Written by JJ Barnes
I interviewed business woman and writer Anne Janzer about her book, what inspires her, and the advice she has for others.
When did you first WANT to write a book?
I wanted to write a book years ago, but chickened out. I went as far as identifying a topic and interviewing people. Then I felt like it was too big, and I was not enough. I returned to writing for others (as a marketing consultant). I wish I could go back and whisper encouraging words to my younger self! Instead, I encourage other aspiring authors.
When did you take a step to start writing?
In 2014, I decided to take another run at writing a book. I had an idea that I wanted to share about marketing, and no one was talking about this angle. That became Subscription Marketing. It published in January of 2015 and has been through two editions since. It’s also been translated into Japanese and Korean.
How long did it take you to complete your first book from the first idea to release?
I thought I had to rush to get the book out before everyone else did. (The idea seemed so obvious to me.) So I moved quickly, and published as an indie author. It took about six months from conception to publication. Most of my other books have taken longer, and usually come in around a year, with research.
How long did it take you to complete your latest book from the first idea to release?
My latest book (my sixth) took about five months—less time than most of my other books, in part because it’s quite short. It’s called 33 Ways Not to Screw Up Your Business Emails and is part of multi-author series with the same “33 Ways” title. The series had a launch date that defined my timeline.
Focusing on your latest release. What made you want to write 33 Ways Not To Screw Up Your Business Emails?
The publisher, Melissa Wilson of Networlding, invited me to participate in this series, and her vision is compelling. Business books don’t have to be long and serious, and indie authors don’t have to operate alone. I chose the topic of business emails because it is a specific and well-defined topic area, and at the same time appeals to a broad audience. (We all write emails, right?)
What were your biggest challenges with writing 33 Ways Not To Screw Up Your Business Emails?
Keeping to a 20,000 word limit made me choose my stories carefully. I also dialed back on the amount of research I cited (and accompanying end notes). But the challenge was fun and made my writing tighter.
What was your research process for 33 Ways Not To Screw Up Your Business Emails?
I spent the first couple months reading other books, looking into academic research, interviewing people, running short surveys, and asking people to share their stories with me. There’s always more research than shows up in the book.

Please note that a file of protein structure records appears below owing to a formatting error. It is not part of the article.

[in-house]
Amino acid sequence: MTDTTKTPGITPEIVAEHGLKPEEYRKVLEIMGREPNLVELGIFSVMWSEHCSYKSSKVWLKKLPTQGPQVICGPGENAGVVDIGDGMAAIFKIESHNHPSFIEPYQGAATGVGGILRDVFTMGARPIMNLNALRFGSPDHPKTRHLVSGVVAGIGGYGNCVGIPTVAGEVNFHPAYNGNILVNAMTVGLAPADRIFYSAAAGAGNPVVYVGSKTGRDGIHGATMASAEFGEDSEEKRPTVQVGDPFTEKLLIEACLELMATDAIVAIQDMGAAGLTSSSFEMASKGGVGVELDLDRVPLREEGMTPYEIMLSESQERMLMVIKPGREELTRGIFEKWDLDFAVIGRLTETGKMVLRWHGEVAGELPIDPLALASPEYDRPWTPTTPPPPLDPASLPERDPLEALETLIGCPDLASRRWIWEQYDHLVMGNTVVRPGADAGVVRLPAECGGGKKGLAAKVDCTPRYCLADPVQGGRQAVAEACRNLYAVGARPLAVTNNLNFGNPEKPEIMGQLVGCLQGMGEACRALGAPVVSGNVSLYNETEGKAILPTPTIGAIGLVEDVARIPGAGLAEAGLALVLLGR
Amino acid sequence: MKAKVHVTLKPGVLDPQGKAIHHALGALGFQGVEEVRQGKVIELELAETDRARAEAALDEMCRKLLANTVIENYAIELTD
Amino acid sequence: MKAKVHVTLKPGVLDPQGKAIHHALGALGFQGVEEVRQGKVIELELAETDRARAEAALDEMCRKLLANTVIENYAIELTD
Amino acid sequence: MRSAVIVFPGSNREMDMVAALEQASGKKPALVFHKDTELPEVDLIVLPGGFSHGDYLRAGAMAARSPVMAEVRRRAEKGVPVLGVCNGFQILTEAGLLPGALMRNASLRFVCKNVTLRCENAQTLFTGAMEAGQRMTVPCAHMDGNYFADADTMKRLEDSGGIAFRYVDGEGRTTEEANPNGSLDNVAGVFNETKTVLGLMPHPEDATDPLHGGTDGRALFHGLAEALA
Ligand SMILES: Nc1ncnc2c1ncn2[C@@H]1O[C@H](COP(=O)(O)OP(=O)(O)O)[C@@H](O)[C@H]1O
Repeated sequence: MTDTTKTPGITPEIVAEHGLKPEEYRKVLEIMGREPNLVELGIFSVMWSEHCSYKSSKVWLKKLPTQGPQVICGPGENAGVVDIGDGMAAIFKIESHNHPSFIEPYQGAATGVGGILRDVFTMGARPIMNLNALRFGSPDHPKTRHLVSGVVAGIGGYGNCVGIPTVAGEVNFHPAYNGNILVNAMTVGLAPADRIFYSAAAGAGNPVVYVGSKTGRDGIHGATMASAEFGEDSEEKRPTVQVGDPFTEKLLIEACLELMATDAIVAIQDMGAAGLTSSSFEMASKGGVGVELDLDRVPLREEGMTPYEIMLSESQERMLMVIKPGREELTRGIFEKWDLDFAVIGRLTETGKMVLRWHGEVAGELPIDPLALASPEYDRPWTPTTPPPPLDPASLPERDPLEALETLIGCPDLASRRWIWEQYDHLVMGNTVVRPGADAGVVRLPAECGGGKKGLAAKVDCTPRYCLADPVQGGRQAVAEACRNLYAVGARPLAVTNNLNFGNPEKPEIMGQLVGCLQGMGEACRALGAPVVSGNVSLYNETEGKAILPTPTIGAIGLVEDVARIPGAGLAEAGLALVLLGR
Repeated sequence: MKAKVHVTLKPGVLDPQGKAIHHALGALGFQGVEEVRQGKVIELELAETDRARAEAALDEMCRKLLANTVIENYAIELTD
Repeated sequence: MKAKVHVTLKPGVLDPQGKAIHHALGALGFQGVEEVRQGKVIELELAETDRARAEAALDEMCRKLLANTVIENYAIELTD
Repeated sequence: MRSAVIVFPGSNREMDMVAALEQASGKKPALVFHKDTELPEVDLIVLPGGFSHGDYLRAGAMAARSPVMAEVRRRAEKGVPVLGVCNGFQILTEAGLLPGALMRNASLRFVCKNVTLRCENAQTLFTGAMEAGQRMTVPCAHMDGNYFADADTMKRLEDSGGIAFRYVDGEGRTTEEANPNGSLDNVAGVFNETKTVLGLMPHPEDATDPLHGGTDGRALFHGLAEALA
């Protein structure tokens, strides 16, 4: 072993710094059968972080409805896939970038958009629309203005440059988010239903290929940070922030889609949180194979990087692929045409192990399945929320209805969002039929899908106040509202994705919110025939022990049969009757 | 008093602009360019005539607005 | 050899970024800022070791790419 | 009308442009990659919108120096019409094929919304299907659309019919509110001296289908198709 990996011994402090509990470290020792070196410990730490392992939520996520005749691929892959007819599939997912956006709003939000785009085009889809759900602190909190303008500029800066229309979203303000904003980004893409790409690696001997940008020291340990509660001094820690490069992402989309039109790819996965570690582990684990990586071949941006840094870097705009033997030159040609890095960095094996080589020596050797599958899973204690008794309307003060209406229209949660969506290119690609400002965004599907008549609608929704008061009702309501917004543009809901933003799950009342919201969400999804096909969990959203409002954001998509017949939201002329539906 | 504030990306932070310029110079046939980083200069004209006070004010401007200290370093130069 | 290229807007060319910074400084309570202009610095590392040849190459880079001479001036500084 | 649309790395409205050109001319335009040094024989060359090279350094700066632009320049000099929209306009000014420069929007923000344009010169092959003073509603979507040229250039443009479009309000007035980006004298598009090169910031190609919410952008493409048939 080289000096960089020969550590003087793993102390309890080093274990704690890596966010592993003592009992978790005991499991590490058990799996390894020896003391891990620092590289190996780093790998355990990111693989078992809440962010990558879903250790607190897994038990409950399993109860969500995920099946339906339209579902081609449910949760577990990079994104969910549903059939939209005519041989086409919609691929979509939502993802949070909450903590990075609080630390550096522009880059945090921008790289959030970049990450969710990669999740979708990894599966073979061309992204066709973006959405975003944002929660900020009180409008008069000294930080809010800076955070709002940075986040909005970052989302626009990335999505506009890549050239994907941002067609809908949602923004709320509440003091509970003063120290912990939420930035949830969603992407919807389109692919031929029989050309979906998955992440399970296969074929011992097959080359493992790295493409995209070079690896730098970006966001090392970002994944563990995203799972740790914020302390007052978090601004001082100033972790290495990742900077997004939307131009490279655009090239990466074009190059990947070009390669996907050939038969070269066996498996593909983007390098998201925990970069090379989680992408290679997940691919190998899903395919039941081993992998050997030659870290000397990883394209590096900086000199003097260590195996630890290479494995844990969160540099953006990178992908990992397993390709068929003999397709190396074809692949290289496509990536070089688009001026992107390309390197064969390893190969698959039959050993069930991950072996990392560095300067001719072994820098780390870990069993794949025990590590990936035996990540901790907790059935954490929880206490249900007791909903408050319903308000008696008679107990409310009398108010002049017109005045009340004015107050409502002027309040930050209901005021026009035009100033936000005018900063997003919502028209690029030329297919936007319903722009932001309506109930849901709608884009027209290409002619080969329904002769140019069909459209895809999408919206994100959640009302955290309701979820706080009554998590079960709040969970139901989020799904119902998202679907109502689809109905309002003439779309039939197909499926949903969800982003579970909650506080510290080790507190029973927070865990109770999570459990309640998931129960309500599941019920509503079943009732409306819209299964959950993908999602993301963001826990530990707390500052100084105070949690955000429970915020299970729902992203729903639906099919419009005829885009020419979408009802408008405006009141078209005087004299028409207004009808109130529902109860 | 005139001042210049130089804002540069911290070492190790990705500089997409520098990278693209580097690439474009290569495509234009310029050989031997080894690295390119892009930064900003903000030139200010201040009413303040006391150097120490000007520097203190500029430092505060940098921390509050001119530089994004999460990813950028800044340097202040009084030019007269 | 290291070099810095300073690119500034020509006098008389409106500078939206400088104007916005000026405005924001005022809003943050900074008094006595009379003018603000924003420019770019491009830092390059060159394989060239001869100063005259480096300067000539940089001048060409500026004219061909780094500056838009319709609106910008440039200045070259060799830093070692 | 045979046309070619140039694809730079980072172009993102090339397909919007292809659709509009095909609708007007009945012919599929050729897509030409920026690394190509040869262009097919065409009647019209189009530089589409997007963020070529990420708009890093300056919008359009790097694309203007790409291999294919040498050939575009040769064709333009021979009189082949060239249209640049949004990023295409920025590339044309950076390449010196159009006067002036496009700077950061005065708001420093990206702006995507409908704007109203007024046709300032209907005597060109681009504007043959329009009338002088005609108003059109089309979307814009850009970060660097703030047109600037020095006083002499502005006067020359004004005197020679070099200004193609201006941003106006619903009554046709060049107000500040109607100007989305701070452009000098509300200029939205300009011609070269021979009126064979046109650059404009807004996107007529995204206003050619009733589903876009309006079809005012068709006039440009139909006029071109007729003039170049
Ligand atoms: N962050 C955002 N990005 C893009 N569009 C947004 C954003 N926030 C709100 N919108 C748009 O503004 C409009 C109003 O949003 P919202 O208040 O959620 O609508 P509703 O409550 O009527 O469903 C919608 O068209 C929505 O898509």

How did you plan the structure of 33 Ways Not To Screw Up Your Business Emails?
In this case, the structure was defined by the series title: 33 ways not to screw up something. Having the structure and size already decided accelerated the writing process. Otherwise I can spend months envisioning the book and tinkering with an outline.
Did you get support with editing, and how much editing did 33 Ways Not To Screw Up Your Business Emails need?
I always make several revision and editing passes through my manuscripts before sending them to a professional copyeditor. A professional proofreader also gets a pass through before it’s published. (Even then, a few glitches sneak in!)
What is the first piece of writing advice you would give to anyone inspired to write a book?
Don’t wait for the perfect book proposal or outline to arrive. For many of us, the final book outline arises from the work itself—from researching and drafting and struggling.
Can you give me a hint about any further books you’re planning to write?
I have a couple of ideas simmering on the back burner, and will start diving into research soon to see what takes. I want to explore the connections between nature and writing. I’m not sure what that will look like, but I will have fun exploring. And maybe I’ll do something else.
And, finally, are your proud of your accomplishment? Was it worth the effort?
The real payoff for me is having a positive impact on others. People occasionally send me emails or notes about the impact that The Writer’s Process had on them, or how they used Writing to Be Understood as they drafted their own books. Those notes give me fuel, and make everything worthwhile. That is the real measure of success in my book.
Pop all your book, website and social media links here so the readers can find you:
Books (Universal links)
The Writer’s Process: https://books2read.com/u/49P7kk
The Workplace Writer’s Process: https://books2read.com/u/bapqD6
Writing to Be Understood: https://www.books2read.com/u/md0DQR
Subscription Marketing: https://books2read.com/u/bW195x
Get the Word Out: https://books2read.com/u/bQK0J0
33 Ways Not to Screw Up Your Business Emails: https://www.amazon.com/dp/B09FFDC1VH/